The History of Leith

March 21, 2011

Edinburgh Clubs in the 18th century

As a change for a time from history and statistics, we propose now to lake a brief glance at some old manners in the last century (18th century), and at the curious and
often quaintly-designated clubs, wherein our forefathers roystered, and held their ” high jinks ” as they phrased them, and when tavern dissipation, now so rare among respectable classes of th« community, ” engrossed,” says Chambers, ” the leisure
hours of all professional men, scarcely excepting even the most stern and dignified. No rank, class, or profession, indeed, formed an exception to this rule.”
Such gatherings and roystering$ formed, in the eighteenth century, a marked feature of life in the deep dark closes and picturesque wynds of ” Au!d Reekie,” a sobriquet which, though attributed to James VI., the aforenamed writer affirms cannot be traced beyond the reign of Charles II., and assigns it to a old Fifeshire gentleman, Durham of Largo, who regulated the hour of family worship and his children’s bed-time as he Saw the smoke of evening gather over the summits of the venerable city.
To the famous Crochallan Club, the Poker and Mirror Clubs, and the various golf clubs, we have already referred in their various localities, but, taken in chronological order, probably the Horn Order, instituted in 1705, when the Duke of Arglie was Lord High Commissioner to the Scottish Parliament, was the first attempt to constitute
a species of fashionable club.
It was founded as a coterie of ladies and gentlemen mostly by the influence and exertions of one who was a leader in Scottish society in those days and a distinguished beau, John, third Earl of Selkirk (previously Earl of Ruglan). Its curious designation had its origin in a whim of the moment. At some convivial meeting a common horn spoon had been used, and it occurred to the members of the club—then in its infancy—that this
homely implement should be adopted as their private badge; and it was further agreed by all present, that the ” Order of the Horn” would be a pleasant caricature of various ancient and highly sanctioned dignities.
For many a day after this strange designation was adopted the members constituting the Horn Order met and caroused, but the commonalty of the city put a very evil construction on the hitherto unheard of reunions ; and, ” indeed, if all accounts
be true, it must have been a specks of masquerade, in which the sexes were mixed, and all ranks confounded”
The Union Club is next heard of after this, but of its foundation, or membership, nothing is known; doubtless the unpopularity of the name would soon lead to its dissolution and doom.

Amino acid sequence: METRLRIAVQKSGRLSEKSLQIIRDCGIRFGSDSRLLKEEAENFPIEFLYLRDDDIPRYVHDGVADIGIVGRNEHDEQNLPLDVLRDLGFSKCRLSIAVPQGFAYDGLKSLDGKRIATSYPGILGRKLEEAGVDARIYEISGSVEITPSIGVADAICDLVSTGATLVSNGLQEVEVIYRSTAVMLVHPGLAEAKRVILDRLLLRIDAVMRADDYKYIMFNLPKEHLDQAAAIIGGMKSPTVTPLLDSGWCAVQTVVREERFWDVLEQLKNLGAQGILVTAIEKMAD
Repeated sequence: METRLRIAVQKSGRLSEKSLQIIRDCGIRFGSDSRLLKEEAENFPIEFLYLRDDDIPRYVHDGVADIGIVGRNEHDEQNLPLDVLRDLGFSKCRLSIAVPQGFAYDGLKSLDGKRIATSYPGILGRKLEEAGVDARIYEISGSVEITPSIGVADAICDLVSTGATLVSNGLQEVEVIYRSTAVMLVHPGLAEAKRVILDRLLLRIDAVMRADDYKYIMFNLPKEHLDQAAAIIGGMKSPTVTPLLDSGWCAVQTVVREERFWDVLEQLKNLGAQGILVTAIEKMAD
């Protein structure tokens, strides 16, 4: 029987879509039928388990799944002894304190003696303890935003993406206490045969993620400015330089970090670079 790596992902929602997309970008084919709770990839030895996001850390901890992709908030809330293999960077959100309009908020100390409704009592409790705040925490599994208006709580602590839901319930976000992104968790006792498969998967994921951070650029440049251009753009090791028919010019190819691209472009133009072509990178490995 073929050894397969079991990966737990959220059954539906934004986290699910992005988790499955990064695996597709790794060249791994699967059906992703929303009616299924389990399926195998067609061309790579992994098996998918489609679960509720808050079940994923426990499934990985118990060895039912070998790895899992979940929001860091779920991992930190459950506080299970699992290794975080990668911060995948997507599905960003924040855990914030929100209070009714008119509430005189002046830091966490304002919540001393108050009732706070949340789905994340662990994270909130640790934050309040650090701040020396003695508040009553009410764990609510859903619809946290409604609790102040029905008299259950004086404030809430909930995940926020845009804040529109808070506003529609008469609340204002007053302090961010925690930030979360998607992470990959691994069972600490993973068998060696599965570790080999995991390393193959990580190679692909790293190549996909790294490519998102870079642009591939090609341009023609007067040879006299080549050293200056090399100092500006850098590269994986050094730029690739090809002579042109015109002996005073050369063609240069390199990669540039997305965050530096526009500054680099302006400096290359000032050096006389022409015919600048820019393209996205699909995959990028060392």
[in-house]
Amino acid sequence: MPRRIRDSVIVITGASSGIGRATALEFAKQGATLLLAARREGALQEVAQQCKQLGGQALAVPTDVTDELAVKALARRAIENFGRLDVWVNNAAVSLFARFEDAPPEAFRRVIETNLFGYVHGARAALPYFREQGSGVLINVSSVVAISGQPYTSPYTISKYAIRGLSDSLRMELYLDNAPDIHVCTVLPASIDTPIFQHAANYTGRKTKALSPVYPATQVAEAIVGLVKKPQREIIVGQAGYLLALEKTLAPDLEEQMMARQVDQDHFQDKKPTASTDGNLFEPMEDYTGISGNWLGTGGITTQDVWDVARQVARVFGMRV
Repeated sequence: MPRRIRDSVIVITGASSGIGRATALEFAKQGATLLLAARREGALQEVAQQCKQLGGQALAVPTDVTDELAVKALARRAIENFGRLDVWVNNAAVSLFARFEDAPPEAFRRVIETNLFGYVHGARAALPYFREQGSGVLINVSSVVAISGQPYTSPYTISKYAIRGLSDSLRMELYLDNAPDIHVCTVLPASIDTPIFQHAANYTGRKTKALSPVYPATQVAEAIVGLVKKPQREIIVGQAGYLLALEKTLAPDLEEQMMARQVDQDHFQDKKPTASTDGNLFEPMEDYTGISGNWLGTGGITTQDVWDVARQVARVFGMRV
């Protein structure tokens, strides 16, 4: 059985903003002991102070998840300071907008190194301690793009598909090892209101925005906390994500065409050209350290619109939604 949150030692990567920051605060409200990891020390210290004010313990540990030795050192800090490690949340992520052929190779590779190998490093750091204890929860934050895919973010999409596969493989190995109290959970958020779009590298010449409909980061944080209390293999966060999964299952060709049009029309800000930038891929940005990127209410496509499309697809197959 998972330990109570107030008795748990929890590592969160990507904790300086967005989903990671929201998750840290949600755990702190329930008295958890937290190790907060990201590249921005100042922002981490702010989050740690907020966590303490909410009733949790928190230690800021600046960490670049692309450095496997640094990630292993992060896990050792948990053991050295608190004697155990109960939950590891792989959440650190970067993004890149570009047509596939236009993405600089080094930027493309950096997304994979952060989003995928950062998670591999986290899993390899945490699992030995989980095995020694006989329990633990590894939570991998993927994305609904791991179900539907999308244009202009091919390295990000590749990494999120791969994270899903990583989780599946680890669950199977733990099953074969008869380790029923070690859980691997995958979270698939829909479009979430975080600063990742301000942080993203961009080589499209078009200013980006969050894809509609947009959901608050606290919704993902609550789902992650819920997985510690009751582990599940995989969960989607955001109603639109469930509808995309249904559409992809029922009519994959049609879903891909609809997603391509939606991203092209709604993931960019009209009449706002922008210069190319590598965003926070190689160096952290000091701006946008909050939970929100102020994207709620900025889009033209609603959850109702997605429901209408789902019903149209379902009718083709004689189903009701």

Impious dubs, strange to say, next make their appearance in that rigid, strict, and strait-laced period of Scottish life ; but they were chiefly branches of or societies affiliated to those clubs in London, against which an Order in Council “was issued on the a 8th of April, 1721, wherein they wete denounced as scandalous meetings held for
the purpose of ridiculing religion and morality. These fraternities of free-living gentlemen, who were unbounded in indulgence, and exhibited an outrageous disposition to mock all solemn things, though centring, as we have said, in London, established
their branches in Fxlinburgh and Dublin, and to both these cities their secretaries came to impart to them “as far as wanting, a proper spirit.”
Their toasts were, beyond all modem belief fearfully blasphemous. Sulphureous flames and fumes were raised in their rooms to simulate the infernal regions and common folk would tell with bated breath, now after drinking some unusually horrible toast, the proposer would be struck dead with his cup in his hand, In 1726 the Rev, Robert Wodrow adverts to the rumour of the existence in Edinburgh of these oftshoots
of impious clubs in London ; and he records with honor and dismay that the secretary of the Hell-fire Club, a Scotsman, was reported to have come north to establish a branch of that awful community; but, he records iu his Analecta, the secretary ” fell into melancholy, as it was called, but probably horror of conscience and despair, and at length tamed road. Nobody was allowed to see him ; the physicians prescribed bathing for him, and he died mad at the first bathing. The Lord pity us, wickedness is come to a terrible height !

to be continued

Some Text